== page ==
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Old 03-23-2011, 07:18 PM   #1
Dec 2009
Posts: 1,883
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I feel like I’ve had some astringency issues on my last few batches. Not bad, but enough to make me want to hunt down the cause(s). Recently, SWMBO presented me with a copy of Brew Chem 101 by L. Janson, PhD. I can’t quote him exactly because, well, I’m supposed to be working and he’s at home, but he says that one cause is the re-absorption of the kraeusen by the beer. He says that you should always use a blowoff tube so as to get as much of the kraeusen out of the carboy as possible, thus avoiding astringency.

Well I’m sorry, L. Janson PhD, but this set my BS detector off. If that were really true, I figured, then our discussions about kraeusen, blowoffs, yeast, and headspace would be much different. There would be enterprising souls marketing Kraeusen Skimmers™ and Tubulators (patent pending) to eager homebrewers. Is there any truth to what he is saying?

On a related note, Papazian offers the advice “do not oversparge”. Can someone explain this to me? How do you know when “enough” becomes “too much”?

Thank You!
"Anything worth doing, is worth doing slowly." ~~ Mae West

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Old 03-23-2011, 07:22 PM   #2
Brewerforlife's Avatar
Dec 2009
Marquette, MICHIGAN
Posts: 250
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That book is the worst brew-chem book ever published. It is full of errors
and should be banned!!

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Old 03-23-2011, 08:39 PM   #3
jkarp's Avatar
Jun 2008
Elizabeth, CO
Posts: 2,112
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Originally Posted by frazier View Post
On a related note, Papazian offers the advice “do not oversparge”. Can someone explain this to me? How do you know when “enough” becomes “too much”?
There's a few variables at play, including temp and pH, but the rule of thumb is, don't sparge below 1.010 to minimize tannin extraction.

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Old 03-23-2011, 10:15 PM   #4
Feb 2009
Scarborough, Maine
Posts: 884
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The Krausen is the most active part of the fermentation... don't skim it unless you're looking to get just a little bit of yeast as a 'top crop'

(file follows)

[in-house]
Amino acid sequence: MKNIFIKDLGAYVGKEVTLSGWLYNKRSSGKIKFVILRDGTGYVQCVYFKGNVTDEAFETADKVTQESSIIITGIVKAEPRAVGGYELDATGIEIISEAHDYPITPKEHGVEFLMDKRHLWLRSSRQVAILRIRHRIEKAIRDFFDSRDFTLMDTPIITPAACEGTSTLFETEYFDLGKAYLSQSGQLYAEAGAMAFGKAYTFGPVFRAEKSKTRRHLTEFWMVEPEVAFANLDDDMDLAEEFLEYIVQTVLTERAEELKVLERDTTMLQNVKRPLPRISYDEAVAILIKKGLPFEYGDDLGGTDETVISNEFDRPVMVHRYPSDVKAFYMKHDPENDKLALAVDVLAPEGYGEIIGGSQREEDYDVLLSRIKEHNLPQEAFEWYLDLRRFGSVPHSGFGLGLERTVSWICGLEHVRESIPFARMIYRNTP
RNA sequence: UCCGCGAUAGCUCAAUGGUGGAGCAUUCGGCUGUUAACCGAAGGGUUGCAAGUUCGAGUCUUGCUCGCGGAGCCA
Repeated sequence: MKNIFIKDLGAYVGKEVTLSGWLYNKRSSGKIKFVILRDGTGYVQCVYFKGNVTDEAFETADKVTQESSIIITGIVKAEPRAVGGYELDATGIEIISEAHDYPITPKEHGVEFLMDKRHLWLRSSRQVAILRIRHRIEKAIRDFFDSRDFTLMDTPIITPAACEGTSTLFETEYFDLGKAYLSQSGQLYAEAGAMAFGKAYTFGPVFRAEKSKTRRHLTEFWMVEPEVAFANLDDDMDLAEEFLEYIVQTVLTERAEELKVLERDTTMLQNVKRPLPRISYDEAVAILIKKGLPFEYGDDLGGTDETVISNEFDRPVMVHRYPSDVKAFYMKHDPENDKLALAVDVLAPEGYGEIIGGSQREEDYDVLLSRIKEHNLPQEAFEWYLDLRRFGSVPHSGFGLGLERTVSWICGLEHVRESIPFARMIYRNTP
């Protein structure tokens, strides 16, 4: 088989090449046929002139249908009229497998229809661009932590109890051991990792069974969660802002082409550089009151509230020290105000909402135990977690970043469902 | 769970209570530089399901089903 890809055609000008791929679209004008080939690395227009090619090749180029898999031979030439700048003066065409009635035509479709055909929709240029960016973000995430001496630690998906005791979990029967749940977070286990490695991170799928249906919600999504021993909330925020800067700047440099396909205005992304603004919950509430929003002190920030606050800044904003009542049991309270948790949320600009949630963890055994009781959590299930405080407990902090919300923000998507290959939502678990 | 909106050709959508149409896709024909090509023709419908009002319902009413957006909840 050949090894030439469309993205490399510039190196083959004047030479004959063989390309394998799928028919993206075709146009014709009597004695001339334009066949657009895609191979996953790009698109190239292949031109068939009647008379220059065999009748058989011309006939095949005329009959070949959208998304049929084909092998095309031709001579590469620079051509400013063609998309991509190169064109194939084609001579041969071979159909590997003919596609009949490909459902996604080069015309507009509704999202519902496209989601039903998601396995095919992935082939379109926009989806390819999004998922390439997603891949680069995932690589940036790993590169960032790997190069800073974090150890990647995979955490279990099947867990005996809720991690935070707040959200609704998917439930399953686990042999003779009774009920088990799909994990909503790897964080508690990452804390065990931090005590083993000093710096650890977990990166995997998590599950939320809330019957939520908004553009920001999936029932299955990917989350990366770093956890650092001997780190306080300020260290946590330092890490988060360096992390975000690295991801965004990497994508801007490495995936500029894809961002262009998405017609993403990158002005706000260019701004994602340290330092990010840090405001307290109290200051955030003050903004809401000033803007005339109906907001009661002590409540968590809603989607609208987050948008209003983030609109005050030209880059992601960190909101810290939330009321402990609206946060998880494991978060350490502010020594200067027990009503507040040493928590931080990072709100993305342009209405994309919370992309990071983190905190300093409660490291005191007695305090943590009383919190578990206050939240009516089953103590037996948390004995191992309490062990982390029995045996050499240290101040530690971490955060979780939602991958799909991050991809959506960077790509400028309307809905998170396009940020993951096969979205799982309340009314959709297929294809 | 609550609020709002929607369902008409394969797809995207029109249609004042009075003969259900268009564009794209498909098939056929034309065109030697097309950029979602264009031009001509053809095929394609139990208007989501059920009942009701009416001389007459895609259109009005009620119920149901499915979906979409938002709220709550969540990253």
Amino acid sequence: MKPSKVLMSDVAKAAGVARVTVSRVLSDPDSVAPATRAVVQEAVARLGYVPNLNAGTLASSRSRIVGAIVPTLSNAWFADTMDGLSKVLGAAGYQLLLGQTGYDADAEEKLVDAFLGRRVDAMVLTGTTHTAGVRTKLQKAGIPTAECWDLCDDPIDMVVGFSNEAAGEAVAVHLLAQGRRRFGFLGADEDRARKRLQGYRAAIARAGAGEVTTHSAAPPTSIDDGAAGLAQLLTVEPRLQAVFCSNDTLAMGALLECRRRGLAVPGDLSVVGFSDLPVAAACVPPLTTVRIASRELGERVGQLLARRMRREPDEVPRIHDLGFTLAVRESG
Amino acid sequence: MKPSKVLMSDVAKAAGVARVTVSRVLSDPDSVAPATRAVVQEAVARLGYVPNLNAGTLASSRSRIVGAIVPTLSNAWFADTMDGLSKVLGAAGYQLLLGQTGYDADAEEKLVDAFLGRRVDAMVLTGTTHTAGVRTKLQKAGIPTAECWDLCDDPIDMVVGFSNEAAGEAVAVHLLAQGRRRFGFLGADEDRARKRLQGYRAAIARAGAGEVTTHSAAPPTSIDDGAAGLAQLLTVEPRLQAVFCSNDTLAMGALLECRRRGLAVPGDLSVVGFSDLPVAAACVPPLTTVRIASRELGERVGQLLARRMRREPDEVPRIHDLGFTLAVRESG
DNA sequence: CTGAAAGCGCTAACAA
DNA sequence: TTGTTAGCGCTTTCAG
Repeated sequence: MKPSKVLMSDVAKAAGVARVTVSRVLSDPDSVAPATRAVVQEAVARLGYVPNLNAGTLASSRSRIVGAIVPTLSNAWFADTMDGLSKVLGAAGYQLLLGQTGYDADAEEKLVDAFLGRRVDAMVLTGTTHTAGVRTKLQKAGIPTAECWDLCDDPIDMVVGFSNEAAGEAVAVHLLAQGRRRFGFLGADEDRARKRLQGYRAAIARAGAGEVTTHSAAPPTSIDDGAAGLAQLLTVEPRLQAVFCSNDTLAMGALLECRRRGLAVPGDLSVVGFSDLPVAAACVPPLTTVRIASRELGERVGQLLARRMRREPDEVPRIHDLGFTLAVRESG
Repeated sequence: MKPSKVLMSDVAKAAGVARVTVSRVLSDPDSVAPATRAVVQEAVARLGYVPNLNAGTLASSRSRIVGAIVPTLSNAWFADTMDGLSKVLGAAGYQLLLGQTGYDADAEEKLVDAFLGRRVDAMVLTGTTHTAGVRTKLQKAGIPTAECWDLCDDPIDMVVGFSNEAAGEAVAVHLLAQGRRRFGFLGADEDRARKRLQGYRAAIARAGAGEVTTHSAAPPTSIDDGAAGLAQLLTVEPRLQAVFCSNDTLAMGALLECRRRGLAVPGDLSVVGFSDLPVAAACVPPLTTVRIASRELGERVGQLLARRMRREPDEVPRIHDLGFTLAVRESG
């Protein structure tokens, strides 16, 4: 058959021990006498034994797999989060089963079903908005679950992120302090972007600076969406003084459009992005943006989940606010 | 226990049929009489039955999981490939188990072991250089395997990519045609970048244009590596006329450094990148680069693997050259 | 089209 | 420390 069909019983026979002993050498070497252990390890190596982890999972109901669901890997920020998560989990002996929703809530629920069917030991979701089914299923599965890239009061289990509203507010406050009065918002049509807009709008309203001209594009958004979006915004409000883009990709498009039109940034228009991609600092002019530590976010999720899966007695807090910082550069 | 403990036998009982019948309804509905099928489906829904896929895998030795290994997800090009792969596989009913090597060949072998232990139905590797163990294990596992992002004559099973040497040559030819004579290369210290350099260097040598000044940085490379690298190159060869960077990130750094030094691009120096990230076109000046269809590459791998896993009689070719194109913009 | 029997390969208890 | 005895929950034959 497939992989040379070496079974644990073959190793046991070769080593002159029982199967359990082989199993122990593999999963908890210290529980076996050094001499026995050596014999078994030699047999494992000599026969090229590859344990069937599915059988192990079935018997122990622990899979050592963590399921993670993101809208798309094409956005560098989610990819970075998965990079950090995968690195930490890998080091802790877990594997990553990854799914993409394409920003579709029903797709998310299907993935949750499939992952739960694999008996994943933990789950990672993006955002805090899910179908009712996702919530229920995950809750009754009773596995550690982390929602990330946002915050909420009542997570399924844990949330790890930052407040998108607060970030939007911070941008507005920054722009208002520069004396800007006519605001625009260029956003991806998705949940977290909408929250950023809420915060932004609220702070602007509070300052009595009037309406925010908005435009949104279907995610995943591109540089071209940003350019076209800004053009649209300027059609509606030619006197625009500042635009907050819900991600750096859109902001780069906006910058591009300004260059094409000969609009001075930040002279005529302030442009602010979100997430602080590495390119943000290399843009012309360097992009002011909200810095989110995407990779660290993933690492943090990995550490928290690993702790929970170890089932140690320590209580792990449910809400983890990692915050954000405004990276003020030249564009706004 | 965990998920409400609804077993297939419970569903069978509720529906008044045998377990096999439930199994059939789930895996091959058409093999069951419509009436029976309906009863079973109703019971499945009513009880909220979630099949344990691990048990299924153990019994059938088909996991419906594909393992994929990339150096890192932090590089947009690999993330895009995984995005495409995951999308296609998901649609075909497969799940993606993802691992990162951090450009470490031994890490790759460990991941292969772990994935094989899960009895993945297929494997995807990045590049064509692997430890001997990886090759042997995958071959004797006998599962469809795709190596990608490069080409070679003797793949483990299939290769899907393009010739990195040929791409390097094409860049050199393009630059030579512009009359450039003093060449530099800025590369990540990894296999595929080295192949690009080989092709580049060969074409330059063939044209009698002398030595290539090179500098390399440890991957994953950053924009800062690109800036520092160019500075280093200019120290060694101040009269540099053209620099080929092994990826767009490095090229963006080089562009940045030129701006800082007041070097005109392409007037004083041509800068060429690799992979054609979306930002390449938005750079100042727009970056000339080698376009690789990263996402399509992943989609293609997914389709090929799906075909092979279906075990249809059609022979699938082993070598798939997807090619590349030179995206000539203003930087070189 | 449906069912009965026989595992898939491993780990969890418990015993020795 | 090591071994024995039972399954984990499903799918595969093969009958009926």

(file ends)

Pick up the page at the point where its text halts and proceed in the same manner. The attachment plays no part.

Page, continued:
Oversparging is simply running too much sparge water through your mash. The tannins wash out into your wort when you sparge too hot or try to extract too much sugar and the mash ph gets too high (remember, your ideal mash ph is 5.2-5.4) from your sparge water being more basic than the acidic mash (the grains make it acidic). I'm going to generalize here and say that most homebrewers experience a low enough efficiency (even at 75-80%) that they don't really wash the grains enough to get to that point without collecting too much wort for the boil. +1 to jkarp, easiest way to be sure is to not collect lower than 1010. I just don't worry about it that much... I don't even check to see if I'm below 1010 (I'm lazy).

What was the temp of your sparge?

I'm guessing that it's probably something in your fermenting process. What was your pitching temp? What was the temp for the first couple days?

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Old 03-24-2011, 03:04 AM   #5
ghpeel's Avatar
Jan 2009
Gainesville, FL
Posts: 1,214
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I sometimes have astringency problems (assuming that is what I am, in fact, tasting). And they have always been in beers that had some amount of highly roasted malt (ie Pale Chocolate). I am assuming that it's a water chemistry problem on my end, but I don't have the water chem chops to figure it out. That's the "real" sciency part of brewing that I stay away from ....

For me, I solved it by (a) brewing beers without a lot of highly roasted malt (easy for me cause I don't care for Porters or Stouts really), and (b) using a fair bit of crystal malt if I do have some chocolate in there. I've done a SN Tumbler clone twice that's AWESOME: it uses 6oz of Pale Chocolate and a full pound of British Med. Crystal. Fuggin' delicious brown ale is the end product.

Kegged: Dunkelweizen
Primary: American Pale Ale

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